However, our life as an adoptive family has not been faring as well. The sacrifices have felt bigger. We left behind friends with families like ours (built through adoption), Taiwanese friends, a very active adoption group, my beloved book club, a city with diversity and two Asian food markets near our house. We know of only two other families who have adopted internationally, but when I attempted to host a gathering there wasn't any response. I am really hoping that this summer will bring a few more families...perhaps I should send out some kind of wanted ad encouraging adoptive families to move to Sicily? Selfish, but maybe it would work?
During our recent trip to Amsterdam, this came into clearer focus for me. We encountered several families who had clearly adopted from Asian countries. It stopped me in my tracks. Literally. I stared and had to fight the crazy urge bubbling up inside to tackle them and tell them that we were just like them. And it hit me then, that I was lonely for those friendships and that support that has always been in our lives until now. Prior to those "sightings" (I sound like a crazed stalker, don't I?) I had been focusing my energy on helping us all to adjust to a new culture.
Since moving here I haven't read any adoption related books, I haven't kept up with many adoption blogs, I haven't gotten on any of my yahoo adoption groups...these are all things that had previously been a big part of life. I think some of that happens naturally with time. Similar to being a first time parent...spend lots of energy and time reading all the latest parenting books, buying all of the newest gadgets and safety items, searching for reassurance that you are doing everything the "right way" and then the second child comes along and suddenly all of that activity seems excessive and there isn't any need or time for it. But I also think that part of my separation from the adoption world is related to this physical separation and it worries me a bit. We are very much in the minority here in Sicily. If we lived in Northern Europe or Spain, we would have larger sources for support. Whenever we travel with Camille...small Sicilian towns, Turkey (lots of commentary there about traveling with an Asian child), Germany, and our recent trip to Naples...we are suddenly under very close inspection. Most of the attention is just curiosity and genuine interest, some of it has bordered on rude, and some of it is religious which doesn't sit well with me (God bless us for "saving" her...see Laurie's recent post where she speaks even more eloquently about this).
Getting attention in public isn't a new thing and in many ways Camille handles it better than any of us, but feeling so isolated is new for us. And I worry that it is happening during a crucial developmental time. Camille is more aware than ever of differences in skin color, family composition, and birth stories. She is trying to make sense of it all and somehow place it in the context of the princess stories she loves so much. I have been working hard to introduce more multicultural stories and characters, but she often refuses and wants to re-read the stories of those lily white princesses that swoon and twirl. I have been pulling out more adoption stories lately (if you have any favorites, please share) and most of the time she is receptive and responsive. And then there is "Year of the Dog" which we have on audio book and she listens to almost compulsively these days. I think she is drawn more to the humor than the Taiwanese connection, but I am glad she enjoys it. But in my heart I know that books and Asian dolls are not enough. I try to reassure myself that she is becoming a Global citizen of the world...speaking Italian, traveling, making friends where ever we go, but underneath it all I also worry that at this stage in her life she shouldn't be the only one. The only Asian child living with a white family in Sicily.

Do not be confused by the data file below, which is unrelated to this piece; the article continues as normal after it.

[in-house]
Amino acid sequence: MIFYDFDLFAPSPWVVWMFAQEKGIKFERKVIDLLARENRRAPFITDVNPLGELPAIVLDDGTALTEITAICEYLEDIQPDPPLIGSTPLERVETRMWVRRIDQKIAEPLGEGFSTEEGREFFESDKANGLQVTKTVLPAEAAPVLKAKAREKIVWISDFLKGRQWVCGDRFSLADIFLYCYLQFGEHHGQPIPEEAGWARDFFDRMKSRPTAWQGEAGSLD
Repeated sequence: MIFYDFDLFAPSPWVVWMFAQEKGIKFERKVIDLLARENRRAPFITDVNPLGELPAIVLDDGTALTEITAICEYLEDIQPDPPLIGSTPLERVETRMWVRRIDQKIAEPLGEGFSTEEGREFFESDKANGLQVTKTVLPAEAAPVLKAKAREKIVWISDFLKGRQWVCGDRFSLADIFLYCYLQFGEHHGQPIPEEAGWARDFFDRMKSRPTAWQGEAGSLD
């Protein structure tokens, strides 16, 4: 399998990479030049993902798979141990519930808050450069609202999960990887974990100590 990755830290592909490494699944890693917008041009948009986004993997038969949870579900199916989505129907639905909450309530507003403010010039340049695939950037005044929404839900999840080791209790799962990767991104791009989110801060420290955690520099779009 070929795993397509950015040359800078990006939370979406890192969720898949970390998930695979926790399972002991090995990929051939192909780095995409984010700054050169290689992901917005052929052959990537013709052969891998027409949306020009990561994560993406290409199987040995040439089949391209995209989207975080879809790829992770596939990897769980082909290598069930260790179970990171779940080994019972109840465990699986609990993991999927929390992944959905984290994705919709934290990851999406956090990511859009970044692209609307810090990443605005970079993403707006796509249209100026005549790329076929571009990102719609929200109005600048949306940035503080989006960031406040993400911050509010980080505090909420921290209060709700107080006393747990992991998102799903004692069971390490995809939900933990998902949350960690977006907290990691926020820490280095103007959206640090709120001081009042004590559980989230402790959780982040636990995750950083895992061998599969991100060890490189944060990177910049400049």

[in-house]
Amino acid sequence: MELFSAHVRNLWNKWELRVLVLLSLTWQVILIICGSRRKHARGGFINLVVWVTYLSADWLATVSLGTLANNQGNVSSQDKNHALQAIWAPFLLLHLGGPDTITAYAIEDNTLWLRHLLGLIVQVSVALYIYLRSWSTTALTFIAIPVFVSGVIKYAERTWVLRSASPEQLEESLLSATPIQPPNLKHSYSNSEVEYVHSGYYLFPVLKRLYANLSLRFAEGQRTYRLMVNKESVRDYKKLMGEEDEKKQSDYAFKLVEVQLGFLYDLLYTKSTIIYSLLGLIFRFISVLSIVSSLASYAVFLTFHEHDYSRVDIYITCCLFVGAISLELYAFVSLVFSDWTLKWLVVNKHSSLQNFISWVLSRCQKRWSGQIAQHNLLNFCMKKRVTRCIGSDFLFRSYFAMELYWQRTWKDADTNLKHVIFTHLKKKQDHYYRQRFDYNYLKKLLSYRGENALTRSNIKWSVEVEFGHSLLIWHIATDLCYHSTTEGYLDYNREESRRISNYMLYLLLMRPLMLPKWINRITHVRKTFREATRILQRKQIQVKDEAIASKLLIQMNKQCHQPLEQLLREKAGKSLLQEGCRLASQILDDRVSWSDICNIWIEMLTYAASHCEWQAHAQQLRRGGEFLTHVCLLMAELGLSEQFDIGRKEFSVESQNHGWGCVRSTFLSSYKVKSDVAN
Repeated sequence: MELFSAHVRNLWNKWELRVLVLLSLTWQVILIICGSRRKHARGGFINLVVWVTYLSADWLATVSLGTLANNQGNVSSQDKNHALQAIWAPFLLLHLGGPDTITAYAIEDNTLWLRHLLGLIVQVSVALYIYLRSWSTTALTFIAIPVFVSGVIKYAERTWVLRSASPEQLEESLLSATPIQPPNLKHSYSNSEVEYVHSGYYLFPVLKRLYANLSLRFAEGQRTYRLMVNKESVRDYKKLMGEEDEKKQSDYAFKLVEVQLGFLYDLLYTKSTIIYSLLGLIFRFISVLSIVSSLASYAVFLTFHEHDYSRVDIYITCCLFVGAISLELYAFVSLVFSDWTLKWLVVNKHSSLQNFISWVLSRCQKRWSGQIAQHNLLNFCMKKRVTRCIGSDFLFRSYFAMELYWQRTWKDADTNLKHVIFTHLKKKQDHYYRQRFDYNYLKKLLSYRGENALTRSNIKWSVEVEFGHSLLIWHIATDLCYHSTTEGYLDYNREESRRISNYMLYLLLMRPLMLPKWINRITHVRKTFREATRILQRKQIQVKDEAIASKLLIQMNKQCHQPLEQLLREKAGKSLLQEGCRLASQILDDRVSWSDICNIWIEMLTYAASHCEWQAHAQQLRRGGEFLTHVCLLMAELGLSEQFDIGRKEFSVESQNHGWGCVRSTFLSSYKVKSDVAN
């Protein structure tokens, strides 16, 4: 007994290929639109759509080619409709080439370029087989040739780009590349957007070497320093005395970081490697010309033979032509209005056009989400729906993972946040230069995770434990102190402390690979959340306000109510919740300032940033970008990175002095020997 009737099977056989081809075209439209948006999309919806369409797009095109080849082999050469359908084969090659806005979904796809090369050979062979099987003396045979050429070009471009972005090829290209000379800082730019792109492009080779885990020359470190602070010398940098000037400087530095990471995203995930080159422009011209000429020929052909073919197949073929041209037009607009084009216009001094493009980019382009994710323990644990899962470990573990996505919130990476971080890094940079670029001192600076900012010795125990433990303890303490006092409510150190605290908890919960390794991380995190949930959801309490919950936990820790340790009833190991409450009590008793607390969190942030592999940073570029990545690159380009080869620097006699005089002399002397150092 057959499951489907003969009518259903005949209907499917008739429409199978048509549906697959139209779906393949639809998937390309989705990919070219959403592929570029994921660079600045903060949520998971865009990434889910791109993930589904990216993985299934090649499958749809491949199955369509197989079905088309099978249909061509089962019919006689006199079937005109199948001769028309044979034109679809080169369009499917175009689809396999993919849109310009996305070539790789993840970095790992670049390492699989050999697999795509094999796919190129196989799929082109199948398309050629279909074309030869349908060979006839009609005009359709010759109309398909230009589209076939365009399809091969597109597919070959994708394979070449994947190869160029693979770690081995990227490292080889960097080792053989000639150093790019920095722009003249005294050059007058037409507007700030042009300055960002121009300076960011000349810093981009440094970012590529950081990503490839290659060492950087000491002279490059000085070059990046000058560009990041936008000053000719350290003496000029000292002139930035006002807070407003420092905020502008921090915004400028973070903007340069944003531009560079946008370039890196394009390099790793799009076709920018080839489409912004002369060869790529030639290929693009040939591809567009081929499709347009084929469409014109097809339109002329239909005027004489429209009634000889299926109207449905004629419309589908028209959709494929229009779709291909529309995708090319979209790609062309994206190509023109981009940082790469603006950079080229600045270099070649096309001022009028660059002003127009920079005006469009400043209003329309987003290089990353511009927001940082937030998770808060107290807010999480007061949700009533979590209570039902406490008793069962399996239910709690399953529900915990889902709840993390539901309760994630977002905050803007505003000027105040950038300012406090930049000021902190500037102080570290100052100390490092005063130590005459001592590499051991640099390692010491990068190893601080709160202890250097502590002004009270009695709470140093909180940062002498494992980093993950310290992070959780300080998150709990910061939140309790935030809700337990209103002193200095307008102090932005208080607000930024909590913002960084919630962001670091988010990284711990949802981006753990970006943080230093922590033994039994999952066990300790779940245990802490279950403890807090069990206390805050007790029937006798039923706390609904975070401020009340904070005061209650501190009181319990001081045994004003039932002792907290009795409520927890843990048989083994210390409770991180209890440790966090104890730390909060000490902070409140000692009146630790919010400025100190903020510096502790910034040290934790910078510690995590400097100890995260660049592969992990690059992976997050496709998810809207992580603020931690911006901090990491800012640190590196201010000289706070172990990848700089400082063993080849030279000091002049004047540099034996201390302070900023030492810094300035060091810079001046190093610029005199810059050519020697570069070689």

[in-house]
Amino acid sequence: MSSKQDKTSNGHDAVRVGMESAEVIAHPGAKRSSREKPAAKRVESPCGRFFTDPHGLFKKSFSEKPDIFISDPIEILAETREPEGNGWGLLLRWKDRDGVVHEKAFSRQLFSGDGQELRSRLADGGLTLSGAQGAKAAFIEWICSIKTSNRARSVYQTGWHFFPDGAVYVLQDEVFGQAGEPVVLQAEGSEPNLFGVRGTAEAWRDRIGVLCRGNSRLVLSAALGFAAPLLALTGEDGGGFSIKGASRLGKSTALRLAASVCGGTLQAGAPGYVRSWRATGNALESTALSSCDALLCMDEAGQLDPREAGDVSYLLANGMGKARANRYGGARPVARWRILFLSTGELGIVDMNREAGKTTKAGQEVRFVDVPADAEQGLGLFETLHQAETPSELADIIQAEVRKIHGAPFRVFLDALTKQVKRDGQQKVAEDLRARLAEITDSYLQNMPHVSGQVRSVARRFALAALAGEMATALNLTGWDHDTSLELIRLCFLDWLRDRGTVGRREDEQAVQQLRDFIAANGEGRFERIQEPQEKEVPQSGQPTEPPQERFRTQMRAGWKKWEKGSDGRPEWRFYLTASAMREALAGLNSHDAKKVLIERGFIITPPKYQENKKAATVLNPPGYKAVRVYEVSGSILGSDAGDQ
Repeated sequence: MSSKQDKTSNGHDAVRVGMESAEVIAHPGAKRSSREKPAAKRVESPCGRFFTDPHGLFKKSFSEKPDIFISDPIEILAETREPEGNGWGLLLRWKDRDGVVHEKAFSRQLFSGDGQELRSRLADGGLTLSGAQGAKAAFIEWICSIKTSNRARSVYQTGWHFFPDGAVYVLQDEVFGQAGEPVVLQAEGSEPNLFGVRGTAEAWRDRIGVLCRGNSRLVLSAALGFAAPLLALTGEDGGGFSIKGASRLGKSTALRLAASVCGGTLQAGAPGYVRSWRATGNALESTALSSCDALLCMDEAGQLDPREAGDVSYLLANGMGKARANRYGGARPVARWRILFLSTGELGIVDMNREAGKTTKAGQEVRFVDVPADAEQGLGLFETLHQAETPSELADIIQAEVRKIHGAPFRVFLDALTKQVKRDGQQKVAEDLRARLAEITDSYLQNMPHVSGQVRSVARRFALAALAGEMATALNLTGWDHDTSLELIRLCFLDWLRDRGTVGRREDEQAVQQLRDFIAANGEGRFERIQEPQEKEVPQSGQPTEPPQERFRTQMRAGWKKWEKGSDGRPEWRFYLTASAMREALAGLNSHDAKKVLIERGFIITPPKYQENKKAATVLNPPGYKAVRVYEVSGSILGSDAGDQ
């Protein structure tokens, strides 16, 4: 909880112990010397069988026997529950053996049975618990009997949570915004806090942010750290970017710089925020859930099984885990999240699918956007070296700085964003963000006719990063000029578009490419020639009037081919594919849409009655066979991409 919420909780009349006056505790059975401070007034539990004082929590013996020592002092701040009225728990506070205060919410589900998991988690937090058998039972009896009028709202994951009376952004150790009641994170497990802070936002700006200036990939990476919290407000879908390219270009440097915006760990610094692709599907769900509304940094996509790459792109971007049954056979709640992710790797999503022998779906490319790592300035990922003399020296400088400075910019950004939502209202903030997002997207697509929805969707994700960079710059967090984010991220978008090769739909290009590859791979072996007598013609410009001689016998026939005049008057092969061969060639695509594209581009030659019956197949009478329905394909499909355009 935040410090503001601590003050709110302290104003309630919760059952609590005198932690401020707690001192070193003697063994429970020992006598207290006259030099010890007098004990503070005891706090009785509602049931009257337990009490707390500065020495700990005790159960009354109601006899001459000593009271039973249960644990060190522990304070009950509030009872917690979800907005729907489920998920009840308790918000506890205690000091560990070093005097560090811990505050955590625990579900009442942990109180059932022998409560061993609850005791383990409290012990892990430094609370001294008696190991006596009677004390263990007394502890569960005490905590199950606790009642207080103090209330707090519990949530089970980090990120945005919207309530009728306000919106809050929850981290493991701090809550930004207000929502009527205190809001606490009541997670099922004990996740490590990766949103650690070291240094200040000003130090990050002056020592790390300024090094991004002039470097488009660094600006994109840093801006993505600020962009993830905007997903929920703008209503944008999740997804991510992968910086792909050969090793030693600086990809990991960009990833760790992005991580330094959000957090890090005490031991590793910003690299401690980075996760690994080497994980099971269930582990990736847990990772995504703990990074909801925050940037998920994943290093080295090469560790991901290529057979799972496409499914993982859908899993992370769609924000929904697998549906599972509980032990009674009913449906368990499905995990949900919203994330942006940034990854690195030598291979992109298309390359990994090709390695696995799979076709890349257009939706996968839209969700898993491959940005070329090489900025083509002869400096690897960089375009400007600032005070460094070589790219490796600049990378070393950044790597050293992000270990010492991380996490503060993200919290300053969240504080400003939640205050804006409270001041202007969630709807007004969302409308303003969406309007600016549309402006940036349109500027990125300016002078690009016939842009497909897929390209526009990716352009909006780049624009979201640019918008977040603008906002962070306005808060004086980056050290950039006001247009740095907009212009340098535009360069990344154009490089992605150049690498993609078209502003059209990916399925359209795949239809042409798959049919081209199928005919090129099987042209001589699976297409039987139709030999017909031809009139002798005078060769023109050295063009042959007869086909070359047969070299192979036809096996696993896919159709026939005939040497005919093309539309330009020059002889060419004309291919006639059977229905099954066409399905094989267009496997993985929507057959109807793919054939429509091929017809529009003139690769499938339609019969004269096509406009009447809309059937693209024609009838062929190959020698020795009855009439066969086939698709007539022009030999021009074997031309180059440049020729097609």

When I recently went to apply sunscreen on Camille's arm, she wanted more because she worried she was getting too brown. She said she wanted to have white skin. It hurt to hear those words coming out of her mouth. I wasn't shocked. I have had friends tell me about similar conversations with their kids. I know that all children have things that bother them, that set them apart, that lead to teasing. I have read books. And I have to admit there is some basis for her desire to have different skin. She is surrounded by people with lighter skin. But it still took my breath away for a moment and made me wish we could give her a different experience. I really, really wish I could get on Amazon.com and order up some adoptive families, some darker skin for myself, playmates with a wider variety of skin tones and have them all sent to Sicily by express mail. Guess I will have to settle for ordering some new books and give some serious thought to where we will move next.
***My mom made the doll in the photo. She got the kit last year during her trip to London. Camille loves her new dolly and promptly named her Ni Hao Kai-Lan...which is way better than Ariel, but still...